[00:03:57] So nothing special here too far, right, so far? But I want to do something cool with this header. Here, I'm gonna say css=. And then I'm gonna give it a css, like that. And then I'm gonna put a back tick here.
>> Brian: So notice that this is css, and then directly afterward is a back tick.

[00:04:26] Now I recognize that this looks odd for most of us, because most of us don't deal with tagged template literals on a day to day in JavaScript. This is a feature that came in in 2015 that it's a template string, as in like a template string like one that you could have here, right?

[00:04:41] And this would work just as well. Like that, right?
>> Brian: But it's tagged, so it's actually going to run it through this CSS function. So that's all a tagged template literal does for you is it runs this stuff through a function, okay? Now we can write in here in just normal CSS.

[00:05:00] So background-color: #333. Now many of you are probably not getting good syntax highlighting right here, right? And notice that I'm also getting autocompletion. So if I say position, I'm getting good autocompletion here as well. So I'm gonna show you how to do that really quick with Code. If you click here on the Extensions on the side.

[00:05:27] Search for, and I recognize this is a little counterintuitive, but styled-components. I actually have it already installed. So let me find it for you. It's vscode-styled-components, this one here.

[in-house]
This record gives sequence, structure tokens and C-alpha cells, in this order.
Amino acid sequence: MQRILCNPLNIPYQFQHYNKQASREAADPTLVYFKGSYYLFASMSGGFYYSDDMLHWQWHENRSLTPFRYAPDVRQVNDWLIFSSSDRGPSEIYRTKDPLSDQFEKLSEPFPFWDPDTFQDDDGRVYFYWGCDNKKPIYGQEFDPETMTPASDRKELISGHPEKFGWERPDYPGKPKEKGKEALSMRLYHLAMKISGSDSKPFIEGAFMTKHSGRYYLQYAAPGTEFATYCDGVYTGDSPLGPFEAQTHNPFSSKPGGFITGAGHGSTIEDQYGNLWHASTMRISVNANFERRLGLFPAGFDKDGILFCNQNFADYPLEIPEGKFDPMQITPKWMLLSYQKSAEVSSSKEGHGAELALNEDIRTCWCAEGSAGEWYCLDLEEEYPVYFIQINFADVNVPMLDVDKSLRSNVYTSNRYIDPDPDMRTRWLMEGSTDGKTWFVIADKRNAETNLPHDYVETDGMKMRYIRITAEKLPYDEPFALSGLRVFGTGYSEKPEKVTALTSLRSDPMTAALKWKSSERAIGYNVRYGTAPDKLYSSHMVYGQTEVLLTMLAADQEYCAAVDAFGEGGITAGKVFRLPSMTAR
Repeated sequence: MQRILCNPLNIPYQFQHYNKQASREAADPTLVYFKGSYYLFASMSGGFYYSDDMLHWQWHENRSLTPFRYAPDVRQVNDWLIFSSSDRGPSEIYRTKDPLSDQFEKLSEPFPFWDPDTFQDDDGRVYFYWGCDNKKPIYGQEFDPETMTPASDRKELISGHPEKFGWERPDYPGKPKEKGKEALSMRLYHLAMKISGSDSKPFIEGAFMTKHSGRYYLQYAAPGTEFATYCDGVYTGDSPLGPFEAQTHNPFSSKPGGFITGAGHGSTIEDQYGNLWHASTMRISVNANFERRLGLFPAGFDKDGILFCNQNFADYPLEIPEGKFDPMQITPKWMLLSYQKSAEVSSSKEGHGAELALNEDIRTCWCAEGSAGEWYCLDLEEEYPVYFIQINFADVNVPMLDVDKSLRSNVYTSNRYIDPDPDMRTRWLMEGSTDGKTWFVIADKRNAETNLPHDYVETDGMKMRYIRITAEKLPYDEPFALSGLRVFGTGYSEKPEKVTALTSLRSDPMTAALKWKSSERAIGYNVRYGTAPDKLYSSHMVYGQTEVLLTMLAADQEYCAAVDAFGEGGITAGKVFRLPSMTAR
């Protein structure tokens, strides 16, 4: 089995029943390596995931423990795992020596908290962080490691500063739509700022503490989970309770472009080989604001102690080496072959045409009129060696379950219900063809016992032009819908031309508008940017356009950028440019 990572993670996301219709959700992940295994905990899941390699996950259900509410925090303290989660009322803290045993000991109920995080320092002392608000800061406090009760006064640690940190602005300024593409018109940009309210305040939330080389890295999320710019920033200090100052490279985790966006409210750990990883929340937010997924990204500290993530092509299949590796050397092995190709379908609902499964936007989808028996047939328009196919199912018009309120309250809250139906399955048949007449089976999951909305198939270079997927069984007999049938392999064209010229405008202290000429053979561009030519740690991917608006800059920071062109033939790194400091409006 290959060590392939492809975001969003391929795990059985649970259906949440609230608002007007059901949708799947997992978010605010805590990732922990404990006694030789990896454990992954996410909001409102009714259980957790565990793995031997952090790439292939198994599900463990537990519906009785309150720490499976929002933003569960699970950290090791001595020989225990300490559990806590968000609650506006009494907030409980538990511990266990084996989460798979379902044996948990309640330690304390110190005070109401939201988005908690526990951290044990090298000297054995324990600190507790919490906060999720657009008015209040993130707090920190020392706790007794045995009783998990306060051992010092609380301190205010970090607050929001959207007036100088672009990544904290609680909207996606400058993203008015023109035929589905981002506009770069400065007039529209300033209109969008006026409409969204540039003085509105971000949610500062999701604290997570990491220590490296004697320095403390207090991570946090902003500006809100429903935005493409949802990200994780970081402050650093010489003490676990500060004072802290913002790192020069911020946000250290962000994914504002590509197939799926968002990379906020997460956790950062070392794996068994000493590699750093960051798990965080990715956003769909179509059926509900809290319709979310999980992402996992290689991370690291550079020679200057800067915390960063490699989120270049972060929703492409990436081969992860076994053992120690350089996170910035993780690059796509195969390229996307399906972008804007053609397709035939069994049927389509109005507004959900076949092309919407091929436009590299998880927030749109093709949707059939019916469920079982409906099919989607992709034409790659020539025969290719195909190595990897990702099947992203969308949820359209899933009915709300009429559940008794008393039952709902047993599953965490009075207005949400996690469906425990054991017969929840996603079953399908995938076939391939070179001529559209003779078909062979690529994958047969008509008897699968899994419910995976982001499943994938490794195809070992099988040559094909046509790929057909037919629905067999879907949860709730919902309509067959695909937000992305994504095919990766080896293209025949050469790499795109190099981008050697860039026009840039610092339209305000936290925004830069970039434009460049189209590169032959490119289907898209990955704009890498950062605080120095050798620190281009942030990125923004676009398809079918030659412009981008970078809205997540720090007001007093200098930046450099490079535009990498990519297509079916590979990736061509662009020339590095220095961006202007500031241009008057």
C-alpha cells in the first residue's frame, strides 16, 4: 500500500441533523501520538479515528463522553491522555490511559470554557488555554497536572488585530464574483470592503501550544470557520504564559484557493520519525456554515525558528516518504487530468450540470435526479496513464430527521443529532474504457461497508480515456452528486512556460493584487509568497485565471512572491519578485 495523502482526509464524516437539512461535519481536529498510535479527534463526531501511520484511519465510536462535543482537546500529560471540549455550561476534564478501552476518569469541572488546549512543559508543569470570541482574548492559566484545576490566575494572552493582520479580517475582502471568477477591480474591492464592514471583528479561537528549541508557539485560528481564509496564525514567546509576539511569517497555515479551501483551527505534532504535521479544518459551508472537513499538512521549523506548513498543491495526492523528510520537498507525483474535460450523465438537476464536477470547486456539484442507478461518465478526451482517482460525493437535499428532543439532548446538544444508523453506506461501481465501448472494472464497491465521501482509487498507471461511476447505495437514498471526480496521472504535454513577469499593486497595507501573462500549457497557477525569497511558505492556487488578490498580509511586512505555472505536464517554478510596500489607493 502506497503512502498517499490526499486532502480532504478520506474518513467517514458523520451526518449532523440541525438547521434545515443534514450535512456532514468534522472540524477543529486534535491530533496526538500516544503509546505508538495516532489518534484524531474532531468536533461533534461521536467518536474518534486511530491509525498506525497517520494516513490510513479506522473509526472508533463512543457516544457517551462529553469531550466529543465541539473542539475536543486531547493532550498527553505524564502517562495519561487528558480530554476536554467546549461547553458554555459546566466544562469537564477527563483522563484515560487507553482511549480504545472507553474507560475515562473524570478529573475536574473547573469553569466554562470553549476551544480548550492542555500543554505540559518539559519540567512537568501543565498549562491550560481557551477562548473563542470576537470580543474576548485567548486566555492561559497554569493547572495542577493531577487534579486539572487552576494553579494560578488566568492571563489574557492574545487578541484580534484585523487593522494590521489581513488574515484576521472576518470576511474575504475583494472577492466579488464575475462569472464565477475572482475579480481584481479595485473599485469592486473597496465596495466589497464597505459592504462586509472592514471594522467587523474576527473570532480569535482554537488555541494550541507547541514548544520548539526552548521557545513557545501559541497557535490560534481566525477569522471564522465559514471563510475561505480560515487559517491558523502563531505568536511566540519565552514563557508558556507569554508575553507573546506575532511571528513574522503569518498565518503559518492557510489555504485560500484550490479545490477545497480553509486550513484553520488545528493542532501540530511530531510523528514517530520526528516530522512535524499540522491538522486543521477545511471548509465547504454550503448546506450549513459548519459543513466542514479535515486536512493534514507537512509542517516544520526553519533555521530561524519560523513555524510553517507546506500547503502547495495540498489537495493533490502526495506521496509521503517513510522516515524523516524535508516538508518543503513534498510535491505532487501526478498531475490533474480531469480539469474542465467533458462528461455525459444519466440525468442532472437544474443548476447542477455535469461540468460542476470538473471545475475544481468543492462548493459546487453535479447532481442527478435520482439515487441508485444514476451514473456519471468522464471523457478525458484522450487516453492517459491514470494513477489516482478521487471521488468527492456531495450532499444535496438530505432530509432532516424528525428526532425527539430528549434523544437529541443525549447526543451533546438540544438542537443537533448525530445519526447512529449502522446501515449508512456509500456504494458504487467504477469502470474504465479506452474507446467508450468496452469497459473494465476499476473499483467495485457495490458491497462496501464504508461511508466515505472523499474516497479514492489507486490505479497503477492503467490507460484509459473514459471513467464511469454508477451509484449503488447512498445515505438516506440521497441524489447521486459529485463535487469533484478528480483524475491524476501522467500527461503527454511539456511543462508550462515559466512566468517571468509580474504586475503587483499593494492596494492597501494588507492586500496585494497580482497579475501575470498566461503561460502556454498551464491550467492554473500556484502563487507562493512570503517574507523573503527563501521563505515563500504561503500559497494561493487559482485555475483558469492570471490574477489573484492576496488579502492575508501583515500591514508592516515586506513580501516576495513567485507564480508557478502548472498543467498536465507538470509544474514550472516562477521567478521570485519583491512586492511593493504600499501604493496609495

>> Brian: So install this one and then it'll just magically fix all of your problems.
>> Brian: So yeah, just search for vscode-styled, it probably will be the first one.

[00:05:56] So as of filming, this has 475,000 downloads, so a lot.
>> Brian: Okay?
>> Brian: So once you have that, then you should start seeing syntax highlighting. You might have to restart your editor, but probably not. But maybe. And.
>> Brian: That's.
>> Brian: Yeah, so I'm gonna give it padding of like 15 pixels.

[00:06:32] And yeah, let's see what that looks like.
>> Brian: So we have to go put it in first, that's right. So I want you to go into app.js. And here we have the header, let's just replace this with Header.
>> Brian: Or NavBar, that's what we called it, NavBar.
>> Brian: And we'll have to import that as well.

>> Brian: From ./NavBar. And we stopped using links, so you can go ahead and delete that as well. Up there from reach/router.
>> Brian: Okay, so now in theory. I think we have one more thing to do here as well. We do.
>> Brian: So we installed the Babel preset. So last thing we need to do here is go into babble, sorry, .babelrc.

[00:07:44] And we have to use this one as well. So @emotion/babel-preset-css-prop like that. So you have to go include this as well, because babel has to do some transformations for us as well. You put in this emotion/babel, so we actually need to add one configuration to it. So wrap this in another array.

[00:08:13] Put a comma here, and then an object. And you have to say sourceMap: false.
>> Brian: It's annoying, because you're gonna lose the ability to do source maps. But for right now, Emotion CSS prop doesn't play well with some other things as well, so we just have to turn off source maps.

[00:08:45] In my opinion, it ends up not being a very big deal. So now we get this beautiful work of art that I'm probably killing our designer with. But it's gorgeous and I made it.